And then I wrote… The year 2009 was the International Year of Astronomy: 400 years since Galileo first gazed at the sky through a telescope, and 40 years since humans first set foot on the Moon. In its honor, the Redemptorist Press invited me to write a series of reflections on issues of religion and science for the Sunday bulletins that are distributed in churches throughout the United Kingdom.
As it happens, the days of the week in 2009 match those of 2020 (after this year’s leap day) and the liturgical calendar also matches; thus, both in 2009 and 2020, the 14th Sunday of Ordinary Time falls on 5 July. Here’s what I wrote for the first reflection:
We all learned in school that the world is round. But, day to day, each of us lives in a much narrower universe. We look to the horizon and see only a flat expanse, a few buildings or trees, with ourselves at the center of it all. There’s the dome of the sky overhead; but we rarely notice it. Instead, the most important locations in our personal universe are where we sleep and eat, where we work, or where we entertain ourselves.
We live our lives without ever knowing that we’re walking on the surface of a sphere… much less, that this globe which seems so big to us is but an insignificant speck orbiting an average star in an average galaxy, one of billions of such stars and billions of such galaxies. And, indeed, you might ask: do we need to know? The writer of the first chapter in Genesis…
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…who described the universe as a disk covered by a dome, knew nothing of modern astrophysics. But he knew God well, and he lived a good and holy life. Isn’t that enough for us?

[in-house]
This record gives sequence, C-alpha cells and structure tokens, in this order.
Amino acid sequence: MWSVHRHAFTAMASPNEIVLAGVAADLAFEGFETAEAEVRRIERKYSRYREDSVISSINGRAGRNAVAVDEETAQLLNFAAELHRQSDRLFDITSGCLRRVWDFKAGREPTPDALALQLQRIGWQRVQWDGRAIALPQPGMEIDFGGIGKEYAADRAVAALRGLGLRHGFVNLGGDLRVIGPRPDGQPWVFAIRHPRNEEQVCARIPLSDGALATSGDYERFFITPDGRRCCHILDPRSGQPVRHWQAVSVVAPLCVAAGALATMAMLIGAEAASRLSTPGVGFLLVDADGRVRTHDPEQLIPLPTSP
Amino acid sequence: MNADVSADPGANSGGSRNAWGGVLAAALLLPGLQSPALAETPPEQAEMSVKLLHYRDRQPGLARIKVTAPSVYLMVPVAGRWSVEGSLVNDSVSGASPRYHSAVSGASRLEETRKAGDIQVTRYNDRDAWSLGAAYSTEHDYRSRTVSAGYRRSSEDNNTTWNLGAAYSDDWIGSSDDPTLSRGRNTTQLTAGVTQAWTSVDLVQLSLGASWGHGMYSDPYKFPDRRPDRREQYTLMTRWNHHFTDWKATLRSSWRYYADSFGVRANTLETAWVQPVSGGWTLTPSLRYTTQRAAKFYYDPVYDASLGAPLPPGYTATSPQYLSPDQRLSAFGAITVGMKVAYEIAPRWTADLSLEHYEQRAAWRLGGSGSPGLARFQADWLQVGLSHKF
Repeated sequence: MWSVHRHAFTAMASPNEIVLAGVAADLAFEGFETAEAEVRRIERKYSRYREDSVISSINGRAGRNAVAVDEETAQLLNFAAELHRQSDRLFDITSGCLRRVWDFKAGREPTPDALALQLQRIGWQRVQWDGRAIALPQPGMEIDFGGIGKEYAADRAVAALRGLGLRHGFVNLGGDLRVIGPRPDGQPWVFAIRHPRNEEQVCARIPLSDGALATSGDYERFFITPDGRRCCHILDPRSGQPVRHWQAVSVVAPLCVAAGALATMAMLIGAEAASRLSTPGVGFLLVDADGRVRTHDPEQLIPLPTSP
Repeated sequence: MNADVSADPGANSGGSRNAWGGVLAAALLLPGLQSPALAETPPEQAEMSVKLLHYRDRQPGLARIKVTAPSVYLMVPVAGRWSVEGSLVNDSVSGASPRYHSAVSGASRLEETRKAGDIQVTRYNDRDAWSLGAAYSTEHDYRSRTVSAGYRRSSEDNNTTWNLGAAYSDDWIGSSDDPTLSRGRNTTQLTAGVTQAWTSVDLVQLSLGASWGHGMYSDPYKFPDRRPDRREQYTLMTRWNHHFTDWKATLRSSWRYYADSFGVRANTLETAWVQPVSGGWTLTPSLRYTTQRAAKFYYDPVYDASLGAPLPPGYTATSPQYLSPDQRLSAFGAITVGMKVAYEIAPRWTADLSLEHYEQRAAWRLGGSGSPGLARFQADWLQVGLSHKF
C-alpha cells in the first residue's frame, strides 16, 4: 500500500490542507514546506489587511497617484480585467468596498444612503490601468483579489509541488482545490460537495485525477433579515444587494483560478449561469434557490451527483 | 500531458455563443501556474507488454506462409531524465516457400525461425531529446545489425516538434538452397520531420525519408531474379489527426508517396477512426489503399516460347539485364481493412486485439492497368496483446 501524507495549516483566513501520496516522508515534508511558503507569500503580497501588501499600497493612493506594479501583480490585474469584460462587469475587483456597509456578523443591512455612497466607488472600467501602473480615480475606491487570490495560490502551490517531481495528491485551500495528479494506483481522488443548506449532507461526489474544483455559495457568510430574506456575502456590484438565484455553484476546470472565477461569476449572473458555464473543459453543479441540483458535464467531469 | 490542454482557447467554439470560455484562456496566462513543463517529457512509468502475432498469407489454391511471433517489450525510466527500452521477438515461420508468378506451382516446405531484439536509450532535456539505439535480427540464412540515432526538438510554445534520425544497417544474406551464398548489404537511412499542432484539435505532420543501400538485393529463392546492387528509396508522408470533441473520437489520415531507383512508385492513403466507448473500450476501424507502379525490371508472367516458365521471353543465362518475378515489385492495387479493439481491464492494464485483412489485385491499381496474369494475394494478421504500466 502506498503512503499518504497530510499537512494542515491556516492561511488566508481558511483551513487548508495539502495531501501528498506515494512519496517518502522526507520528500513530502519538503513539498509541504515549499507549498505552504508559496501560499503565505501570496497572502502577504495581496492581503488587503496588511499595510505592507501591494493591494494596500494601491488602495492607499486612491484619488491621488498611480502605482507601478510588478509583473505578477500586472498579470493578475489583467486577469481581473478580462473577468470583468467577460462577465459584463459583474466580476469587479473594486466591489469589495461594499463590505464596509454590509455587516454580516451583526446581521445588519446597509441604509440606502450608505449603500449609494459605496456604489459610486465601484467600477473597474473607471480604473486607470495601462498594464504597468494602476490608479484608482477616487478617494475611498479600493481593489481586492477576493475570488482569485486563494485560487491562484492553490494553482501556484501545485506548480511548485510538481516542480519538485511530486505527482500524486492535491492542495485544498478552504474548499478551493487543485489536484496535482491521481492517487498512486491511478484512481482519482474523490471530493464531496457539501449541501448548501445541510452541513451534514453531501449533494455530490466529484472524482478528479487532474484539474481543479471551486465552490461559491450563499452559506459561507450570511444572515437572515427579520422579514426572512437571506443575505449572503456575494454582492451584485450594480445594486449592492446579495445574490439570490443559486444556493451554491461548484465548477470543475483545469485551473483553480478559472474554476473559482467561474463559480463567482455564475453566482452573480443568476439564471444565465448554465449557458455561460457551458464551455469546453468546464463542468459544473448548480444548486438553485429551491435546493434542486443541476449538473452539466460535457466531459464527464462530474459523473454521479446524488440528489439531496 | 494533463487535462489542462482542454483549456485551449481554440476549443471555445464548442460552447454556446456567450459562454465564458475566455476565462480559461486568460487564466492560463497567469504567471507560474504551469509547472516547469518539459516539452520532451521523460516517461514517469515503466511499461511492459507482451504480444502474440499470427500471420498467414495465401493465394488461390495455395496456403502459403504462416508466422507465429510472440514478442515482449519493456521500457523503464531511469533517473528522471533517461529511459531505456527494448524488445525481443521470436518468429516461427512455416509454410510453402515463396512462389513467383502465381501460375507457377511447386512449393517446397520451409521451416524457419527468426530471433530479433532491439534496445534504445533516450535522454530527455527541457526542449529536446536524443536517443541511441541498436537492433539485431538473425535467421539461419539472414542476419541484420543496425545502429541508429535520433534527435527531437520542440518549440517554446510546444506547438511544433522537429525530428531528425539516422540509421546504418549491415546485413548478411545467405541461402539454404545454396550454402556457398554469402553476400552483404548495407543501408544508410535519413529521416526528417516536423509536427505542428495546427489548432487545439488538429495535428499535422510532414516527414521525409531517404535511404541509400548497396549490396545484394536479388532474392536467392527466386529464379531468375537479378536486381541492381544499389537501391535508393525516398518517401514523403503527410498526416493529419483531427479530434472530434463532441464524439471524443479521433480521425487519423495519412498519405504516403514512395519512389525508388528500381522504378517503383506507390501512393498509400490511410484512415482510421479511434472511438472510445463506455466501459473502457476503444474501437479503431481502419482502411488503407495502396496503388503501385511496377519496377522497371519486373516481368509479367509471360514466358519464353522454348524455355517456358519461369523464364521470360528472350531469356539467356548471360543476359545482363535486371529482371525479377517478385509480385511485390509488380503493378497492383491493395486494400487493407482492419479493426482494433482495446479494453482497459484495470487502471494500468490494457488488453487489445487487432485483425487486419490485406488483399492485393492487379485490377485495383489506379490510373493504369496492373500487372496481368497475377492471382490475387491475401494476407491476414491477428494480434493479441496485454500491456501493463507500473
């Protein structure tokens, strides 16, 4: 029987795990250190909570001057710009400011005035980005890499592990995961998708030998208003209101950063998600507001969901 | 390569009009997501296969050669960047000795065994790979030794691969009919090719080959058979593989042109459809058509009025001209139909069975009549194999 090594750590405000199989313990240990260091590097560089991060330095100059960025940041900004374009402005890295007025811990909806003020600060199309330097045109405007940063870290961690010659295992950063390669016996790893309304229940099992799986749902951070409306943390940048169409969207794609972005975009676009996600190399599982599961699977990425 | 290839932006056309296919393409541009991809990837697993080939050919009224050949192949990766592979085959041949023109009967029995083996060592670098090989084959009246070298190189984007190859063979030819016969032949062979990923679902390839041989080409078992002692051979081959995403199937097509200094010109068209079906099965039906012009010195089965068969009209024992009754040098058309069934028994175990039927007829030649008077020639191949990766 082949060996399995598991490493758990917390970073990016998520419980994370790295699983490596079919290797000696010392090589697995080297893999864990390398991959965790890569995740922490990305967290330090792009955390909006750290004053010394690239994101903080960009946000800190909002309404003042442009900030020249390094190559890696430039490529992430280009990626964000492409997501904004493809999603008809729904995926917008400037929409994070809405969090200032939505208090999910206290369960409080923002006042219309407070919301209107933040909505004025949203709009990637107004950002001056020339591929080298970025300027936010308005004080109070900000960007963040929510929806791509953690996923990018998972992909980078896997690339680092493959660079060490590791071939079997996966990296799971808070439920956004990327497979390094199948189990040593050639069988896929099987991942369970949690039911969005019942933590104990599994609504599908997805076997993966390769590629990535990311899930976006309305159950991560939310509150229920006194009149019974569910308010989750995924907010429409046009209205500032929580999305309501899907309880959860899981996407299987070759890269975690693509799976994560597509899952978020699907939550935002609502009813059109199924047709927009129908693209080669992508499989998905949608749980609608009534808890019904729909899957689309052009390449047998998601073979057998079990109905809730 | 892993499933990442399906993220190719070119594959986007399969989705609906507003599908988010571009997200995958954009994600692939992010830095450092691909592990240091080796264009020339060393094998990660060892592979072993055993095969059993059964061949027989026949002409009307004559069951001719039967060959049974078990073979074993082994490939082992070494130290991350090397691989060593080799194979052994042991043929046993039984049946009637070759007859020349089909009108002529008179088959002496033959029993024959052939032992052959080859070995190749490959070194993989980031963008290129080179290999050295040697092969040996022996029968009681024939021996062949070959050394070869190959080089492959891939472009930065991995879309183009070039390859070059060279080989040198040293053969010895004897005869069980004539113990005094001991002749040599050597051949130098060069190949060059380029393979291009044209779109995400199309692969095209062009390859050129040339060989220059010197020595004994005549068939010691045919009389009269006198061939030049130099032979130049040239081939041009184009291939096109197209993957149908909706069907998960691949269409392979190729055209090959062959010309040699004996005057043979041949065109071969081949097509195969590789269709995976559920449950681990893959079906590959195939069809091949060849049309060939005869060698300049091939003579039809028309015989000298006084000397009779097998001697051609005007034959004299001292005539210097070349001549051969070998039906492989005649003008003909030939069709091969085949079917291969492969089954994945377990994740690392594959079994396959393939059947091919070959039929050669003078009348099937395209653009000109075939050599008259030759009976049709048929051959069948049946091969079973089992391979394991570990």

I would argue, it is not. To be self-satisfied with our ignorance is to limit both ourselves and our relationship to God. When Job, in his crisis, complains to God about the injustices he has endured, God responds in a fascinating way. Starting in Chapter 38 of the Book of Job, God asks Job if he knows all the wonders of the universe; wonders that Job had never thought about before. “Do you know the way to the dwelling of light? Do you know the laws of the sky?”
God asks this not to “show off” His greatness, nor even just to put Job’s problems in perspective. Rather, there is implied an invitation: come with Him, to discover the way to the dwelling of light! Join with the morning stars who, we are told, sang in chorus while all the sons of God shouted for joy at the foundation of the Earth!
For those of us who are called to be scientists, the exploration of God’s creation is a response to an invitation to spend time with the Creator. We get to play with Him, so to speak, uncovering the delightful puzzles He sets for us and marveling at the way the laws of the universe fit together with a logic that is both harmonious and elegant. In this way we learn to see a side of God’s personality. But even if we are not professional scientists, we can still be fascinated by the workings of the universe that those professionals can share with us, and in that way take part in the game at least as spectators.
In any event, it is clear that the one attitude we can never take toward science is fear, as if it were a threat to God. Speaking about science, Pope John Paul II put it most bluntly: “Truth cannot contradict truth.” Science does not replace God. Rather, it reveals that God is more amazing than we could ever have realized.
The writer of Genesis insisted that God made everything that could be seen: the flat Earth, the dome above it, even the “waters above and below the dome.” If today we recognize that the universe includes all the stars and galaxies, extending for 13.8 billion light years (and that’s only the part we can see), how much bigger we must recognize God to be!
I was living in Florence when I wrote these pieces… in theory brushing up on my Italian, in practice spending a lot of time getting to know a glorious city.